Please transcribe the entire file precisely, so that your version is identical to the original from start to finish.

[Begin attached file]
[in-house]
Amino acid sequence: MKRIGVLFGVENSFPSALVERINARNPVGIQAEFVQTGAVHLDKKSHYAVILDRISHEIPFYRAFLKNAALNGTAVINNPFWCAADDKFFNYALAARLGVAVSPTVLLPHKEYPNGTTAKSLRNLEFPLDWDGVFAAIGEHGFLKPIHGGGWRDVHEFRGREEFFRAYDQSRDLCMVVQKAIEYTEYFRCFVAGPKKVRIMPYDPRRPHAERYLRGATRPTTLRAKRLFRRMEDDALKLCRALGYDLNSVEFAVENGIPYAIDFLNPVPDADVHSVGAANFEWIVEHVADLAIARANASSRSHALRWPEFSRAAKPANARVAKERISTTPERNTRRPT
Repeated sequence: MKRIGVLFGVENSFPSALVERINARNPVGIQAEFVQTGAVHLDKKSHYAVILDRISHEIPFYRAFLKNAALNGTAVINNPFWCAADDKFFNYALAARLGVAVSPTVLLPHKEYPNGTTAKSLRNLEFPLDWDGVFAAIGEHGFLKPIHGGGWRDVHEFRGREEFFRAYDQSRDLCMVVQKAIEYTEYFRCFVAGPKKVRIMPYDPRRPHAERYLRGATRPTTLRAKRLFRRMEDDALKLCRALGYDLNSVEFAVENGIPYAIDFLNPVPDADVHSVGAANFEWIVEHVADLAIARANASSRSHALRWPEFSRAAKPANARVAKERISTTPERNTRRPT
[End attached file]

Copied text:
[in-house]
Amino acid sequence: MKRIGVLFGVENSFPSALVERINARNPVGIQAEFVQTGAVHLDKKSHYAVILDRISHEIPFYRAFLKNAALNGTAVINNPFWCAADDKFFNYALAARLGVAVSPTVLLPHKEYPNGTTAKSLRNLEFPLDWDGVFAAIGEHGFLKPIHGGGWRDVHEFRGREEFFRAYDQSRDLCMVVQKAIEYTEYFRCFVAGPKKVRIMPYDPRRPHAERYLRGATRPTTLRAKRLFRRMEDDALKLCRALGYDLNSVEFAVENGIPYAIDFLNPVPDADVHSVGAANFEWIVEHVADLAIARANASSRSHALRWPEFSRAAKPANARVAKERISTTPERNTRRPT
Repeated sequence: MKRIGVLFGVENSFPSALVERINARNPVGIQAEFVQTGAVHLDKKSHYAVILDRISHEIPFYRAFLKNAALNGTAVINNPFWCAADDKFFNYALAARLGVAVSPTVLLPHKEYPNGTTAKSLRNLEFPLDWDGVFAAIGEHGFLKPIHGGGWRDVHEFRGREEFFRAYDQSRDLCMVVQKAIEYTEYFRCFVAGPKKVRIMPYDPRRPHAERYLRGATRPTTLRAKRLFRRMEDDALKLCRALGYDLNSVEFAVENGIPYAIDFLNPVPDADVHSVGAANFEWIVEHVADLAIARANASSRSHALRWPEFSRAAKPANARVAKERISTTPERNTRRPT